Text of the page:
I’ve been poking about the edges of the world of UX/UI sketching, wireframing, and prototyping over the past few weeks and decided to take the plunge.
After a bit of reading up, I chose to start playing with Axure RP and found a class on re-creating the key elements of Starbuck’s (old) website. It was a great class (it’s been replaced, see below) that starts with 8 theory videos and followed by a further 9 videos of practice work.
The pacing of the instructions are quick and so I found myself pausing a lot to jump back and forth between Axure and the videos in order to keep on track and not miss any steps. Nothing wrong with that however, as the instructions are clear. I will however point out two things that I had to figure out on my own:
#Labels blocking the navigation menu rectangles When building the nav menu, I found that the labels (e.g. Beans Blends Brewing, Drinks Food Nutrition) that are placed on top of the menu’s tab rectangles (e.g. Coffee, Menu, Coffeehouse) were blocking the tabs and causing the rectangles to behave in a way similar to an OnMouseOut event each time the cursor rolled over the labels.
My solution was to add OnMouseOver and OnMouseOut events to the labels in the nav bar.
Here are the interaction cases that I added:
OnMouseEnter Case 1 Set is selected of Coffee tab equal to “true” OnMouseOut Case 2 Set is selected of Coffee tab equal to “false”
Here’s a screenshot of this solution:
Please leave a comment if there’s a better way to do this. I looked around on the web but couldn’t find an “ignore” type of property for the labels, which would have been a much quicker solution.
#Some key cases are missing from the course for creating the image carousel menu The Starbucks website includes a side menu for the image carousel and a big part of the class (~40%) involves recreating the carousel and this menu.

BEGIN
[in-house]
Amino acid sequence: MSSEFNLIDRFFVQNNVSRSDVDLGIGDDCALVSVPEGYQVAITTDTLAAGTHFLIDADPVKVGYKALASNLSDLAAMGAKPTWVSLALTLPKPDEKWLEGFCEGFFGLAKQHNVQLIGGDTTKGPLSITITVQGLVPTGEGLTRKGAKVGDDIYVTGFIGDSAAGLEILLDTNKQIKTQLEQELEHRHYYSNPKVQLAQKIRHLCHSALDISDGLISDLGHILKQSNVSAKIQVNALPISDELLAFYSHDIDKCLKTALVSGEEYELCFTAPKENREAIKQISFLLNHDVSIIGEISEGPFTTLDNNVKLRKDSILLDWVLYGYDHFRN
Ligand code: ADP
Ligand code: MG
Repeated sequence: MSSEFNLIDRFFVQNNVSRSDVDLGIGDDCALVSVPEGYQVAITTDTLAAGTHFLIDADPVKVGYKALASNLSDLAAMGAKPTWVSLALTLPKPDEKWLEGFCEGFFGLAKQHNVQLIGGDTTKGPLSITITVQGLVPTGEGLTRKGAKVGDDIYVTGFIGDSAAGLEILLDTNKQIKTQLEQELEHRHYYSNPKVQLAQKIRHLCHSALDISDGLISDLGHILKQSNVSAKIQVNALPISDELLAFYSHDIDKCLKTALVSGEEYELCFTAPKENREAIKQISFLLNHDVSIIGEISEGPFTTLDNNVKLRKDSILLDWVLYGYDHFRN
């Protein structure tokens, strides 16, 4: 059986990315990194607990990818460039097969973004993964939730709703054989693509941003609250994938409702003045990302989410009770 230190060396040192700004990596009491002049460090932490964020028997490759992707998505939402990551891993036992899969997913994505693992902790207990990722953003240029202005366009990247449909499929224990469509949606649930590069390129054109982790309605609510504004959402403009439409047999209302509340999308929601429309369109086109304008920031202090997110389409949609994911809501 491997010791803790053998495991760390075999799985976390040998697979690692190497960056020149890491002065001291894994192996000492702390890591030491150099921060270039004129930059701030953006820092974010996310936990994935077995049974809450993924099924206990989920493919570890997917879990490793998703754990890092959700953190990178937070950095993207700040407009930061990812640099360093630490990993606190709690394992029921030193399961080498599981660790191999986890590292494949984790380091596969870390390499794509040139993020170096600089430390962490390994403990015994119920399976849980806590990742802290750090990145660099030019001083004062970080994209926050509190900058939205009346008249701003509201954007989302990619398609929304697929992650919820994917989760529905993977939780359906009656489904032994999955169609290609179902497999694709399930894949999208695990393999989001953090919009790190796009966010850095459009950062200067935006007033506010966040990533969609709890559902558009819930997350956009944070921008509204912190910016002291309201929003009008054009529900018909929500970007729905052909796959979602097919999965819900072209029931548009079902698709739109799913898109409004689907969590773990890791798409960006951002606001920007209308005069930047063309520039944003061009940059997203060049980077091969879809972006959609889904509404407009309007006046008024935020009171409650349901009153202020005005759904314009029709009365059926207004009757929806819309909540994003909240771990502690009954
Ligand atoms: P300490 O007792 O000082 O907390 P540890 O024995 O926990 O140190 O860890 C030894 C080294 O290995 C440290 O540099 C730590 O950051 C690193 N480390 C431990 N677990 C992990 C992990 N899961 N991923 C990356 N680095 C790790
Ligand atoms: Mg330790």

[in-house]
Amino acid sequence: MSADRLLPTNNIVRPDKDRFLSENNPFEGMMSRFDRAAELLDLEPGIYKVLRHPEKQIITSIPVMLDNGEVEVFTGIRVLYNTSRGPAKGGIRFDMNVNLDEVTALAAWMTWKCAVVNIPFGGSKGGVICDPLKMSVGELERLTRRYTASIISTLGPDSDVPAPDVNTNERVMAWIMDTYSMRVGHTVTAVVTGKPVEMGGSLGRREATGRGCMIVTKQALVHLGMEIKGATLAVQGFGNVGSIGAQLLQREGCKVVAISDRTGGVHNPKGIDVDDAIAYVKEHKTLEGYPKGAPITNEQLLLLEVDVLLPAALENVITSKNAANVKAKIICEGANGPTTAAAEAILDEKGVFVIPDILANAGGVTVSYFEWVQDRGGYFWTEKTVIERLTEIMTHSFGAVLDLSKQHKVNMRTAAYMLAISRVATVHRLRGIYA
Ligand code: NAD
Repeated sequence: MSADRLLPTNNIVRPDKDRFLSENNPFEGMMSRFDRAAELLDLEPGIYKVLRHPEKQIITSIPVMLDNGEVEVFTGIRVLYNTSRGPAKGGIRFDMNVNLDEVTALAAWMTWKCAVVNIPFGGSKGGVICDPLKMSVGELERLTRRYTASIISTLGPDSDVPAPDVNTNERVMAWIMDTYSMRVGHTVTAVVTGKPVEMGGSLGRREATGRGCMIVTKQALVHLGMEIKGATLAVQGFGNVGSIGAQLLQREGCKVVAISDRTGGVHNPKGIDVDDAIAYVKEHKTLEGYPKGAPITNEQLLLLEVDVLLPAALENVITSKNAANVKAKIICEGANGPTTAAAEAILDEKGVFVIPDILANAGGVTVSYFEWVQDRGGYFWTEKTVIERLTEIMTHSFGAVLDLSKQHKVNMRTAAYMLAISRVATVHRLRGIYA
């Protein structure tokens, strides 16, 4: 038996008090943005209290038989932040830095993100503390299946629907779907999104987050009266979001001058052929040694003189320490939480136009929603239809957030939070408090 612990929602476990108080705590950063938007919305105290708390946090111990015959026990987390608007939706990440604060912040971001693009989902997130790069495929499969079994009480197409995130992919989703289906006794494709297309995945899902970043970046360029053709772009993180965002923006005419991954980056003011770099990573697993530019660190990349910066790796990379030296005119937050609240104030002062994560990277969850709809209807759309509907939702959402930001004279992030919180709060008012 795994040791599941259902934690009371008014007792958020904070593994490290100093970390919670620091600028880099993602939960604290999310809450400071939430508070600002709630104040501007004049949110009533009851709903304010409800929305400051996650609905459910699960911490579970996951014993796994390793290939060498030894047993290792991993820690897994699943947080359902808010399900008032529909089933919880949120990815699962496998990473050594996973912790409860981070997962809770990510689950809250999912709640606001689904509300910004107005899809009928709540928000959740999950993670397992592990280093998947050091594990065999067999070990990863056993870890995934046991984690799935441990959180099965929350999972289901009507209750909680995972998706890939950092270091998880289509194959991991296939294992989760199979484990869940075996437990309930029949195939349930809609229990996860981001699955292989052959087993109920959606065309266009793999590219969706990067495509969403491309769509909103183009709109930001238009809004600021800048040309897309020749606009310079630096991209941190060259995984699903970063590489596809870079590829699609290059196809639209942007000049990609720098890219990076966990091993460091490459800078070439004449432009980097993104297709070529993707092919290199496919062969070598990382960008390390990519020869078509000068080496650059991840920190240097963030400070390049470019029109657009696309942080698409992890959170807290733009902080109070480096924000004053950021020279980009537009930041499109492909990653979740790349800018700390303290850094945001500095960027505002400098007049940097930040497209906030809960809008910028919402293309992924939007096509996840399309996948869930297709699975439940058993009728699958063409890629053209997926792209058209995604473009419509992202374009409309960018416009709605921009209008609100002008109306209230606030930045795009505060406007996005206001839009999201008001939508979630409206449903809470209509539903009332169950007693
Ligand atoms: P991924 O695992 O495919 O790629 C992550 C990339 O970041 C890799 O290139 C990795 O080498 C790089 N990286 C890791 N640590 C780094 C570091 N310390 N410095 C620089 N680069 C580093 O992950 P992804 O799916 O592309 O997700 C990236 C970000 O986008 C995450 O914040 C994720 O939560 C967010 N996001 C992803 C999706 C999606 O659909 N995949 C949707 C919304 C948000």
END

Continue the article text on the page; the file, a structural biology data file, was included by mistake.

After following through the instructions, I found that my menu simply wasn’t working and I couldn’t figure out why. After much head scratching while trying to figure what was going on, I went back over the course video to see if I had perhaps missed a step. Nothing. Nada. Zilch.
… but I did find a still frame in the video where the instructor shows just how many cases will need to be created to make it all work, and in that still frame, I saw that there were a few extra cases that needed to be added. It seems the instructor simply forgot to mention these steps in the course, but no bother, it made for some good problem-solving practice.
In case anyone else is stumped, here is the complete set of interaction cases that you need to have for each of the images in the image carousel menu. The missing cases are the OnMouseEnter and OnMouseOut events:
#Summary On the whole, the class is at times a bit quick, but otherwise it’s an excellent introduction and a great crash course for Axure. The course levelled up throughout at a rapid learning pace and avoided all of the tedium of childish intro videos, “real world scenarios”, and questionnaires that I have often found in other MOOC courses.
If you’re interested in taking this same course, do bear in mind that the exact course that I took (Mastering Axure RP 7: UX Design Prototyping) is no longer available on Udemy, as it has been replaced by a new class for Axure 8 by the same instructor, Radu Fotolescu.
If you’re new to Axure, I highly recommend the class that I took and can only imagine that the new course will be equally worthwhile. You can find the new course, Learning Axure RP 8 – UX Design Fundamentals on Udemy.